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Living Sacrifices

Patrick's example continues to challenge us.

The Celtic Revival: Beginnings (7)

And so I thank my God untiringly,
Who on the day that I was tried kept me
within His grace, so that today I may
present unto my Lord in every way
the sacrifice of my own soul. For He
has saved me through my trials, thus causing me
to ask, “Who am I, Lord, what must I do,
that in Your majesty and mercy You
have shown Yourself to me, so that today
I magnify Your holy Name and say
among the heathen, all throughout this land,
that You alone are Lord, and in Your hand
are all our times, both good and bad?” And so
whatever comes, though good or bad, I go
in gratitude and faith to serve the Lord,
Who taught me how to find within His Word
the faith I need to follow Him, and Who
has helped me, ignorant as I am, to do
this holy work to which at last I came,
to bring the Irish to obey to His Name.

  - Patrick, Confession (5th century)

What shall I render to the LORD
For all His benefits toward me?
I will take up the cup of salvation,
And call upon the name of the LORD.
I will pay my vows to the LORD
Now in the presence of all His people.

  - Psalm 116.12-14

Patrick’s ministry in Ireland was the fruit of his gratitude to God. God had kept him during his great trial as a slave. He drew Patrick to Himself, heard his many prayers, and assured him of saving mercy and grace. He brought him safely back to his home and family. And He called Patrick to return to the Irish as an apostle of Jesus.

For all these things, Patrick never ceased to overflow with thanksgiving and praise to God.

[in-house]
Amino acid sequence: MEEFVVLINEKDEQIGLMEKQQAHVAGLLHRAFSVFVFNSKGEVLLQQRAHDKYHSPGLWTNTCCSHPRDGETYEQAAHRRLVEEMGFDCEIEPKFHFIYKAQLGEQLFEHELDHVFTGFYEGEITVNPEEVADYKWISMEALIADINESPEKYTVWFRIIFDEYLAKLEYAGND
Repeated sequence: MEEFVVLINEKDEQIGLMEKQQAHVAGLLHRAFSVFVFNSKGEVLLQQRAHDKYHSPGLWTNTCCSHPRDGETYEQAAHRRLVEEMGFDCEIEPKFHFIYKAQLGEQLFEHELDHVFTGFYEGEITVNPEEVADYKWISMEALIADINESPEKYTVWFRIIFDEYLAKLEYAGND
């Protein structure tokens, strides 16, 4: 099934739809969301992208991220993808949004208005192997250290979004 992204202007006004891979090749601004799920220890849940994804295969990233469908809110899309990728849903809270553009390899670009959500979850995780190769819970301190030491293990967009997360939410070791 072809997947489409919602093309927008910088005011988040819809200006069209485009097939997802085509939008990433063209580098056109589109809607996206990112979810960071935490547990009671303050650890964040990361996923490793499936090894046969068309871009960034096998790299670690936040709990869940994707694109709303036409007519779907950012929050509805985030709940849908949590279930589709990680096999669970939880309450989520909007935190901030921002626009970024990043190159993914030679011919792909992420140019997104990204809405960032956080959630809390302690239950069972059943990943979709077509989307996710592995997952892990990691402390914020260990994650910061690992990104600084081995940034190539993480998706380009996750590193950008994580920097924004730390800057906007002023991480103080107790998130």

But thanks and praise were not enough. Patrick made a sacrifice of his own soul, his entire life, to serve God in proclaiming the Gospel. In ancient Israel, when a sacrifice was offered, three things happened. First, a welcome aroma went up to the Lord, and pleased Him. Second, substance for nourishing and edifying others was provided, as the one bringing the sacrifice and the priests who prepared it shared the offering as a meal. Third, whatever was useless and of no value, either to God or men, was taken outside the city and thrown away.

Patrick offered his soul to the Lord, and thus became a sweet aroma to Him Who had shown him such grace and mercy in his time of need. His devoting himself to God caused him to grow strong in faith, and he became the means for thousands of Irish pagans to discover forgiveness and life in Jesus. Whatever hindered these two objectives – loving God and loving his neighbors – Patrick renounced and cast away. He had received the cup of salvation from the Lord, and he drank it down, over and over, until he was drunk with Jesus and His salvation. Nothing was going to hinder him from fulfilling the Lord’s calling, and nothing did.

On the first Christian Pentecost, when the Spirit of God fell on that small band of believers, assembled in an upper room for prayer, tongues of fire settled on each of them. This was the fire of God, accompanying the gift of His Spirit, leading those believers, like Patrick, to offer themselves as living sacrifices to God.